God is with us. He had made his dwelling among us and remains with us. He has intervened directly and totally in the story of the human race. God himself dwells in the midst of our cruelty, barbarism, blindness, idolatry, and willful ignorance of his compassion and love.

God has given everything; he has poured himself out in love, and in so doing he manifests his ineffable glory, for God is Love. The fullness of the revelation of God is in this love that overcomes sin, that embraces us and heals us. The Infinite Mystery is Infinite Mercy.

And Divine mercy has a human face and a name: Jesus.

Jesus is the reason for the joy and wonder that fill our hearts in the Christmas season, and at any other time when we recognize in life some sign of him for whom we hope. We celebrate his coming with the awareness that in the risen and glorified Jesus (and in Mary) the New Creation has already begun in its fullness. Meanwhile, we remain in this present age so that we might grow into the fullness of perfect adherence to his mercy, and so that we might announce the gift of God’s love in our world of fear and illusion, frustration and weakness, violence and malice, searching and incomprehensible suffering.

In front of the suffering of our brothers and sisters we must witness that Jesus Christ is the only answer to the search for meaning and the yearning for love that God has fashioned in the depths of every human heart. Only Jesus really knows me; only he can answer for me the question, “Who am I?

Christians must become more profoundly aware of this fact. They must not rest content and comfortable (or afraid) behind closed doors. They must beg the Lord to deepen the conviction and the ardor of their faith and love, so that they will perceive more concretely that the glory of Christ is the real, superabundant, unimaginable answer to every human misery, every human cry of anguish, every authentic human desire for something more than the limits of this world can give.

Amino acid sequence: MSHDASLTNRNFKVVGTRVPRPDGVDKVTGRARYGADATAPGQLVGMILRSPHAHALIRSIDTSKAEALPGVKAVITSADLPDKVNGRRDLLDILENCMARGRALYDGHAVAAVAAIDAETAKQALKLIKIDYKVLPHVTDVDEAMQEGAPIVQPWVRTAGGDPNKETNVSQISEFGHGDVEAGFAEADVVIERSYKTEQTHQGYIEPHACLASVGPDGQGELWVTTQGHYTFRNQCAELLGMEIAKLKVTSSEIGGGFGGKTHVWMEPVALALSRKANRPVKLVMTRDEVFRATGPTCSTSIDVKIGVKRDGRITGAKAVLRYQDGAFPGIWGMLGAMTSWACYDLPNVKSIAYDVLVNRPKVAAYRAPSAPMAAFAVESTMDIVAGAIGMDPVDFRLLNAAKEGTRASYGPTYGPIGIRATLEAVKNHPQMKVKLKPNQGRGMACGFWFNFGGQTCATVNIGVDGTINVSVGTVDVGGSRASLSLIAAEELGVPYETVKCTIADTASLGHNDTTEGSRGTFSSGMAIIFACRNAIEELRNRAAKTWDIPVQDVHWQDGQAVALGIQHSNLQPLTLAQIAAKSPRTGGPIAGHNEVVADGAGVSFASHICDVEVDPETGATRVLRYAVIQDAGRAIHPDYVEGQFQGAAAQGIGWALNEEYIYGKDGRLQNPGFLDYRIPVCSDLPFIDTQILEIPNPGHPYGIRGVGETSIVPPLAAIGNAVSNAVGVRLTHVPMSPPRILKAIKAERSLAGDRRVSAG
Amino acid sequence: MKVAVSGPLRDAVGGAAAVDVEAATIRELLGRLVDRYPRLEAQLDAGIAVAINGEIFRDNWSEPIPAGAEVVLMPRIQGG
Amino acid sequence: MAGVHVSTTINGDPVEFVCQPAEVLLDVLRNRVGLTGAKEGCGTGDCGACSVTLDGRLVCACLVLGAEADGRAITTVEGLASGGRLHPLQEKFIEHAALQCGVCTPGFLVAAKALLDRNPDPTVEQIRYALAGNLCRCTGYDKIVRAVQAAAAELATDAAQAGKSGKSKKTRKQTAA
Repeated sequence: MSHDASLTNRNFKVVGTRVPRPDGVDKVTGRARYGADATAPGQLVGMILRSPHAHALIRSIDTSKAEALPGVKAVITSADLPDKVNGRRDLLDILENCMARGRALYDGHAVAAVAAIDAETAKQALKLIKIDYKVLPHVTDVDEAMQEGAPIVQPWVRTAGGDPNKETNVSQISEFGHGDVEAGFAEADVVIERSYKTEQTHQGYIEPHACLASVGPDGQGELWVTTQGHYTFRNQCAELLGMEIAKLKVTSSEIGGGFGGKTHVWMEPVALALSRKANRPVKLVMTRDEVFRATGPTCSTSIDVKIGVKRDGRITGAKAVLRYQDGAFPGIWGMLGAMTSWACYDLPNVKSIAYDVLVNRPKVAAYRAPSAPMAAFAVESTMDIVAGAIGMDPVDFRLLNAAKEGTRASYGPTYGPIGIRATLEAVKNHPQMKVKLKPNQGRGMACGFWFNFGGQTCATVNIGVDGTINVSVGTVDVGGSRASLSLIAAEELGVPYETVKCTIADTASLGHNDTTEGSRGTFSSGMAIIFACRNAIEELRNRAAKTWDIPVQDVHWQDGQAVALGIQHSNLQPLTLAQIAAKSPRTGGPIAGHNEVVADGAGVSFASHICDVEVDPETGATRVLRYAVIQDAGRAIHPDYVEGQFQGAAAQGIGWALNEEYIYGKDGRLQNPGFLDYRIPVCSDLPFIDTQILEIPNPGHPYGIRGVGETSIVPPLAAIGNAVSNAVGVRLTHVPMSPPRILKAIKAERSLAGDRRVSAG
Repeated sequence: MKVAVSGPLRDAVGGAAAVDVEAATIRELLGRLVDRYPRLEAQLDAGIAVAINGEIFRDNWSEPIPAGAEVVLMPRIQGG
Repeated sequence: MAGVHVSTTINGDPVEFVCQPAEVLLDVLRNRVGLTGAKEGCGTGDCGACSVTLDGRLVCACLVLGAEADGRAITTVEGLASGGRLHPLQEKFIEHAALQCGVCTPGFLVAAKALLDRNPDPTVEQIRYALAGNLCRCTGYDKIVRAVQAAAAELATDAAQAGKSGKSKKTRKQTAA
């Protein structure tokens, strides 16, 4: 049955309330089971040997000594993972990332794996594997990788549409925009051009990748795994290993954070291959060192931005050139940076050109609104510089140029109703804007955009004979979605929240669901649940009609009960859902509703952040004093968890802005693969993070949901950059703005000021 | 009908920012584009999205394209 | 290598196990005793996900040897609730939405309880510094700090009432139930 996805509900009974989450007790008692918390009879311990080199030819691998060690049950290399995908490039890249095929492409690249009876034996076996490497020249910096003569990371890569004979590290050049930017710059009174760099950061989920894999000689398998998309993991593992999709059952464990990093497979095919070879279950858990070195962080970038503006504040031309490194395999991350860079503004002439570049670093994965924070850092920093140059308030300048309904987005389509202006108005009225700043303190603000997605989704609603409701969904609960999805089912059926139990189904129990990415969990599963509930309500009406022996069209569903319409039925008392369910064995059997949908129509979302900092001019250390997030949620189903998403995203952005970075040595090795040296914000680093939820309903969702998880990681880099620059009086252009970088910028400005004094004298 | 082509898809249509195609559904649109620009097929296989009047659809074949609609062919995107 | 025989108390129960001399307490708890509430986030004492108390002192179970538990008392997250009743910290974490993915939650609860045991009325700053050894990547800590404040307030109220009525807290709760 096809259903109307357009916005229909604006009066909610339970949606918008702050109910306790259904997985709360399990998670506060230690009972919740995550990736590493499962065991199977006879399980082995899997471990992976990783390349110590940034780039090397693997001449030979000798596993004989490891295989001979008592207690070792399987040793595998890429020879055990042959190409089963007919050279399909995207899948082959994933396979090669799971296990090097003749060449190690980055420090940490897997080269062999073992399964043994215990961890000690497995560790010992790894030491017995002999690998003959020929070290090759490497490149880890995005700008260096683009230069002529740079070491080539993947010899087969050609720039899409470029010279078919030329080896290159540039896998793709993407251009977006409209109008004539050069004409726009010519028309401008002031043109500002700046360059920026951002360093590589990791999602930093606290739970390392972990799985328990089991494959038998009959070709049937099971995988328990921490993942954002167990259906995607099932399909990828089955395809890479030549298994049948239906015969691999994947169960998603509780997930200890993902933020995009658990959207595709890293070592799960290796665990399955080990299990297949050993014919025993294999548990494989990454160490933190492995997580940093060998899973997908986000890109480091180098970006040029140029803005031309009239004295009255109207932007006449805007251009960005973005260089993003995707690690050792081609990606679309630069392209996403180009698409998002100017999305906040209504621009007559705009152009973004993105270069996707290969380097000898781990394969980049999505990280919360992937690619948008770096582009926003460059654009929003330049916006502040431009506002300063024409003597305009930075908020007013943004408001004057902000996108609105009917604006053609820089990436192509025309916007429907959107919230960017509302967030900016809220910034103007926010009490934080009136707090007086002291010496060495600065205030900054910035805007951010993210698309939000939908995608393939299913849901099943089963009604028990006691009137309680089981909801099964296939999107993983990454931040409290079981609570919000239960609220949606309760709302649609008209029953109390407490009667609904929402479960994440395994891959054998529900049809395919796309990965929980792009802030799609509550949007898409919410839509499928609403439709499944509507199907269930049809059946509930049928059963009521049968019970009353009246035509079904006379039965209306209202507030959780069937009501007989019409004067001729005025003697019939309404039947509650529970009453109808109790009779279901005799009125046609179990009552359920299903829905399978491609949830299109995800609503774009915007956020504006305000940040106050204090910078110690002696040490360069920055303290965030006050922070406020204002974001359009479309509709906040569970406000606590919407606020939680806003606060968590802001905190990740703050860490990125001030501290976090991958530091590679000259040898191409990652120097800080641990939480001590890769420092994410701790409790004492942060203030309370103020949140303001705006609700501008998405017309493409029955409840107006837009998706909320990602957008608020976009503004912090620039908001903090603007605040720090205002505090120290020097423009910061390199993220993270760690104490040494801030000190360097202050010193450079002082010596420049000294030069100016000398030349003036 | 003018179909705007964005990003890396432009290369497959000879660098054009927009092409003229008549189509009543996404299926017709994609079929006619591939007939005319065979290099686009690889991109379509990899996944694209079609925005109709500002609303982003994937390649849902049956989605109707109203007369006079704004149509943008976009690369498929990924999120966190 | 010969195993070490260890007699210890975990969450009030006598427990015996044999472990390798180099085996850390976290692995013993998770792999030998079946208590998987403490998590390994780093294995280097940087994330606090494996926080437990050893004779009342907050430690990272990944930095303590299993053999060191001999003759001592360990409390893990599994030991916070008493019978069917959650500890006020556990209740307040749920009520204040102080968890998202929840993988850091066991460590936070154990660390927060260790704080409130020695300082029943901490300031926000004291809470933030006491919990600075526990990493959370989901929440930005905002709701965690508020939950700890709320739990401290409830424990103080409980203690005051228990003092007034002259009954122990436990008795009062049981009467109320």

We Christians: we need this capacity to see life as it really is. Then we will be able to give love, to bring healing, to meet human needs with God's mercy, to be witnesses.

The "New Evangelization" calls upon us, first of all, to become more deeply aware of the fact that Jesus himself corresponds to the mystery of the human heart -- my own heart, and the heart of every person I meet. We must beg God to give us the grace to see our world, our circumstances -- vividly -- in light of this truth.

We must beg God to teach us how to pray, to open our eyes and our hearts to recognize his presence, to be changed by his "humble glory." We must seek him in the life of the Church, drawing strength from the Eucharist and the sacraments, and from one another in the companionship that is born from this new unity we share in his mercy and love.

We are called to have a faith that lives on the concrete, day to day level with conviction and deep, abiding joy. Jesus is Lord. He has all things. He is the meaning of the universe, the meaning of history, the meaning of today, this day, this moment, now.

He enters into our "now" and transforms it into an invitation to respond in love to the mystery of his love. His presence empowers our hearts and draws us to respond more and more in love to his love, to abandon ourselves to his love.